Staying Connected by Treating Hearing Loss

Dr. Steinberg
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In our lives, we always hear how important exercise and a balanced diet are to keep our health going into old age, but it has only recently become clear how important it is to sustain our social lives. Chronic loneliness can have the same effect on our body as smoking 15 cigarettes a day! 

Benefits of being social

Social interaction leads to an improved quality of life. Being social can improve health and help individuals succeed through:

Fostering community: Employment, children, and spouse are essential aspects of one’s identity. Circumstances like retirement and adult children trigger significant personality changes and change the way you spend time. It can be destabilizing and hard to deal with. Yet becoming consistently socially involved will lead to the creation of new interactions, new relationships, and happiness-bringing activities. This allows you to build a community and a support system that will give you a new sense of belonging.

Restoring confidence. Having good relationships and getting involved in enjoyable activities can restore one’s sense of independence and confidence.

Improving physical health. By going to social events (at least, during pre COVID times), you are already more physically active by attending these events. Taking part in physical activity is essential for your wellbeing. 

Improving cognitive health. Being socially active also activates our brain and cognitive functions. Holding your mind and body energized and maintaining positive relationships improves your mental, emotional, and physical health. This also reduces the risk of different medical conditions that have become more prevalent as one age.

The challenges of remaining social during COVID-19

As coronavirus cases make their way across the US, it can seem not easy to maintain social connections when everyone is trying to remain physically distanced.

We have been pursuing public health recommendations for months now to reduce their exposure by staying at home, recognizing that an infection may cause life-threatening complications. But sheltering at home often meant staying away from relatives, friends, and places that kept them involved and productive.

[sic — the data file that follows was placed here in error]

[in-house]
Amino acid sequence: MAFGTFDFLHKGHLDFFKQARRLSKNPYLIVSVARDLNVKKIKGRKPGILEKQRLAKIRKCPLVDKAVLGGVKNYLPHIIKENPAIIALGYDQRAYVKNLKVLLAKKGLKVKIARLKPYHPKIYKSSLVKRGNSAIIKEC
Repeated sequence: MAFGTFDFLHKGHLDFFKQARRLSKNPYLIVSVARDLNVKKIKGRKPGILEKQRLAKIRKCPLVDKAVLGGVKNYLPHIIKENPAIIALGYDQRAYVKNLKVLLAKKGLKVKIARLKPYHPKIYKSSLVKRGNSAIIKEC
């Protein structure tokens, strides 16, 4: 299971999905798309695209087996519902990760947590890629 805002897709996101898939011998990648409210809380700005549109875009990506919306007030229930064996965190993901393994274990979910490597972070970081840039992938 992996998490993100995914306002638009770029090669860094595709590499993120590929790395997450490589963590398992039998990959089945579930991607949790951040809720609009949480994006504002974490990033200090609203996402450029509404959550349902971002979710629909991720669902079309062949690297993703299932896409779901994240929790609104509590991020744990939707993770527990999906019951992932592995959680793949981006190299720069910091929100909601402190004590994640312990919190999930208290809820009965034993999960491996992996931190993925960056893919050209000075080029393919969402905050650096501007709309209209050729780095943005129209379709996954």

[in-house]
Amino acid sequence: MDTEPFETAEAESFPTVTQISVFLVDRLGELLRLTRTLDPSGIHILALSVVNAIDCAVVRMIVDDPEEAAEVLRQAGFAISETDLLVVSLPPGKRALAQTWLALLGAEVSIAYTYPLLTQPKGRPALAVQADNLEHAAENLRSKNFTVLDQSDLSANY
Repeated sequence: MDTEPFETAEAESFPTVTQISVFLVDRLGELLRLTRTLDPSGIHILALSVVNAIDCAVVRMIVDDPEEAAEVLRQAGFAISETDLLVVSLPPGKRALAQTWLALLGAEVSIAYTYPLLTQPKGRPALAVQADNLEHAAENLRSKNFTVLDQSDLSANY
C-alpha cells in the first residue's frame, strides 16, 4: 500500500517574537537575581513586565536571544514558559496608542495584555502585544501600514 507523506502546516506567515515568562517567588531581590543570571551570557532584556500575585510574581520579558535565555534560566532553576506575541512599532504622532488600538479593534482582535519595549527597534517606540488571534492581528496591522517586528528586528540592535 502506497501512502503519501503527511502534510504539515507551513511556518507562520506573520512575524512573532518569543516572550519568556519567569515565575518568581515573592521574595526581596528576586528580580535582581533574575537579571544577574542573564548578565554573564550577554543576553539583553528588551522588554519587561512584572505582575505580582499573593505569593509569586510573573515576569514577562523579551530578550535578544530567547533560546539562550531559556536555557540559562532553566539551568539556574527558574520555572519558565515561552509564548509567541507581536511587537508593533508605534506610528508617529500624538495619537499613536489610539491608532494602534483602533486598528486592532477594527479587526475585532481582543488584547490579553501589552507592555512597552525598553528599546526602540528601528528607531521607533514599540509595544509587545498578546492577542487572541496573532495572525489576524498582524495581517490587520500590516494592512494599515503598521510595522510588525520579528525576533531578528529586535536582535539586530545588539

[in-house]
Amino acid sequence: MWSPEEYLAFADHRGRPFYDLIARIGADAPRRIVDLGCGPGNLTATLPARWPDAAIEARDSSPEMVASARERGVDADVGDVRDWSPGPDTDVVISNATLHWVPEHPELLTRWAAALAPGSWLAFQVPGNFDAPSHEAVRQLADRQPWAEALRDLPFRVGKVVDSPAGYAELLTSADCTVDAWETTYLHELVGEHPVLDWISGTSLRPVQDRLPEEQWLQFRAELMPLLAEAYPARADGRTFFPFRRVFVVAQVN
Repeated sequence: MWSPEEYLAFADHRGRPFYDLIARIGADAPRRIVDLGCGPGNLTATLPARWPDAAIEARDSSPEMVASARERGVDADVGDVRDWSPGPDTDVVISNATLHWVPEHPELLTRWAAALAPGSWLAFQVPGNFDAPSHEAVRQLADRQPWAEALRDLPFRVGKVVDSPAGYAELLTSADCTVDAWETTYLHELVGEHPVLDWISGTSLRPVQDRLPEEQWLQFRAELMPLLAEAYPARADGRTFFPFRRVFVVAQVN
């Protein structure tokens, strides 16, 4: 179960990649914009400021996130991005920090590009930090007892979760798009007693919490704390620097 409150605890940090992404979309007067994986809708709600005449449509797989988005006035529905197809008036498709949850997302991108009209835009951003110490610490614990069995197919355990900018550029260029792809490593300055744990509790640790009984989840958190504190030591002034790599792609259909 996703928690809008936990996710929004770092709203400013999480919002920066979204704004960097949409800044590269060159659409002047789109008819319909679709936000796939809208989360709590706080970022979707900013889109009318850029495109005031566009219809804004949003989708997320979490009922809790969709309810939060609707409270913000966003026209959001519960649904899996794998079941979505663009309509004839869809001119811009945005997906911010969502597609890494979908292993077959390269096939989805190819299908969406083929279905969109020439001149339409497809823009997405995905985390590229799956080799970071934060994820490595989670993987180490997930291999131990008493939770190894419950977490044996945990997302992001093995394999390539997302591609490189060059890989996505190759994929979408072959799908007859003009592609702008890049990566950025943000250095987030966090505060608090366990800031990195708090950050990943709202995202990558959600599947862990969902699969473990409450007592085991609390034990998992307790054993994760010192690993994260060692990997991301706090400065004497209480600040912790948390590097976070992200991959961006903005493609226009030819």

In this way, the COVID-19 self-isolation safety guidelines have inadvertently created new health risks by leaving many older adults even more socially isolated and inactive than ever before.

How to be more social during these uncertain times

Keeping in mind the many benefits of being social, what are some ways to increase your social activity while staying safe? Here are some ways to stay social:

Virtual class meetings or family gatherings: Remote video conferencing services like Zoom, as you would imagine, are your friend during these tough times. Is your annual family reunion planned for this year, or a high school or college reunion? Neither of these time-honored events needs to be canceled. You can do this online, instead of gathering in person.

Reconnect with your family in person (if safe): If you’re living with your immediate family, this is a great time to get back in touch. Even the most mundane tasks can lead to a semblance of order and normality so crucial during these tough times:

  • Cook and eat dinner together
  • Play games and puzzles with younger members of the family.
  • Go for a walk in nature with a family member. 

Exercising regularly: Even if you’re not able to join a gym right now, regular exercise is one of the best ways to feel healthy, happy, and ready to connect. Having your heart rate up every day for thirty minutes will boost your mood, lower your blood pressure, keep your body in shape, and improve mobility. Regular exercise, in turn, can boost your confidence, making it easier for you to stay connected to the people and the things that bring you joy in life.

Have socially distant gatherings: Many states are relaxing stay at home orders and allowing for small meetings. Think about having a small group about 1-2 friends or family members to come by, depending on your comfort level. However, state and local guidelines are still fluid, so ensure you’re staying on top of the latest updates regarding social distancing measures. 

Hearing aids can help you stay connected.

Following the above advice is a more significant challenge for older Americans living with hearing loss. To get all the benefits of being social, you need to get your hearing treated. Hearing aids can help you communicate with family, friends, and new acquaintances more quickly and give you the courage to try new things.